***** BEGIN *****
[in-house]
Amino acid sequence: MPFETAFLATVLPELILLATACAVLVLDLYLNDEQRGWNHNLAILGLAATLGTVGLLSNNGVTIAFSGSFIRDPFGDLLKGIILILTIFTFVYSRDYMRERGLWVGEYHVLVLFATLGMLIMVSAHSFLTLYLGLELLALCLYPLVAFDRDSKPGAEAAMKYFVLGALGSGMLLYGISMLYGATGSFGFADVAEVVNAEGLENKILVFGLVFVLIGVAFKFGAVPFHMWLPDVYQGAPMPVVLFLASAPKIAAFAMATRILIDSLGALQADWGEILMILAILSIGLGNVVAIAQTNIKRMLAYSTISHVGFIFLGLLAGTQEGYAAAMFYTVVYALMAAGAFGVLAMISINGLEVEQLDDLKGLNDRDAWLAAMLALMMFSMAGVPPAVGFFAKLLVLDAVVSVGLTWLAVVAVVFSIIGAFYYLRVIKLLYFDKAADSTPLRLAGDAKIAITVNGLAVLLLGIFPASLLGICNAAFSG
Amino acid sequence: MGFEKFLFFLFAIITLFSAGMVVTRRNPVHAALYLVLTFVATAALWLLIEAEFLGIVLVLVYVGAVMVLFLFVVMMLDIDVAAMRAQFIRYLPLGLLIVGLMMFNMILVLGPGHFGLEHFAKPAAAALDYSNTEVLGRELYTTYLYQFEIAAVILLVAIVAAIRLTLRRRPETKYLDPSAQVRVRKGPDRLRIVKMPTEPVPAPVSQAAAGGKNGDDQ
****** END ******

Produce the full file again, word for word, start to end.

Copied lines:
[in-house]
Amino acid sequence: MPFETAFLATVLPELILLATACAVLVLDLYLNDEQRGWNHNLAILGLAATLGTVGLLSNNGVTIAFSGSFIRDPFGDLLKGIILILTIFTFVYSRDYMRERGLWVGEYHVLVLFATLGMLIMVSAHSFLTLYLGLELLALCLYPLVAFDRDSKPGAEAAMKYFVLGALGSGMLLYGISMLYGATGSFGFADVAEVVNAEGLENKILVFGLVFVLIGVAFKFGAVPFHMWLPDVYQGAPMPVVLFLASAPKIAAFAMATRILIDSLGALQADWGEILMILAILSIGLGNVVAIAQTNIKRMLAYSTISHVGFIFLGLLAGTQEGYAAAMFYTVVYALMAAGAFGVLAMISINGLEVEQLDDLKGLNDRDAWLAAMLALMMFSMAGVPPAVGFFAKLLVLDAVVSVGLTWLAVVAVVFSIIGAFYYLRVIKLLYFDKAADSTPLRLAGDAKIAITVNGLAVLLLGIFPASLLGICNAAFSG
Amino acid sequence: MGFEKFLFFLFAIITLFSAGMVVTRRNPVHAALYLVLTFVATAALWLLIEAEFLGIVLVLVYVGAVMVLFLFVVMMLDIDVAAMRAQFIRYLPLGLLIVGLMMFNMILVLGPGHFGLEHFAKPAAAALDYSNTEVLGRELYTTYLYQFEIAAVILLVAIVAAIRLTLRRRPETKYLDPSAQVRVRKGPDRLRIVKMPTEPVPAPVSQAAAGGKNGDDQ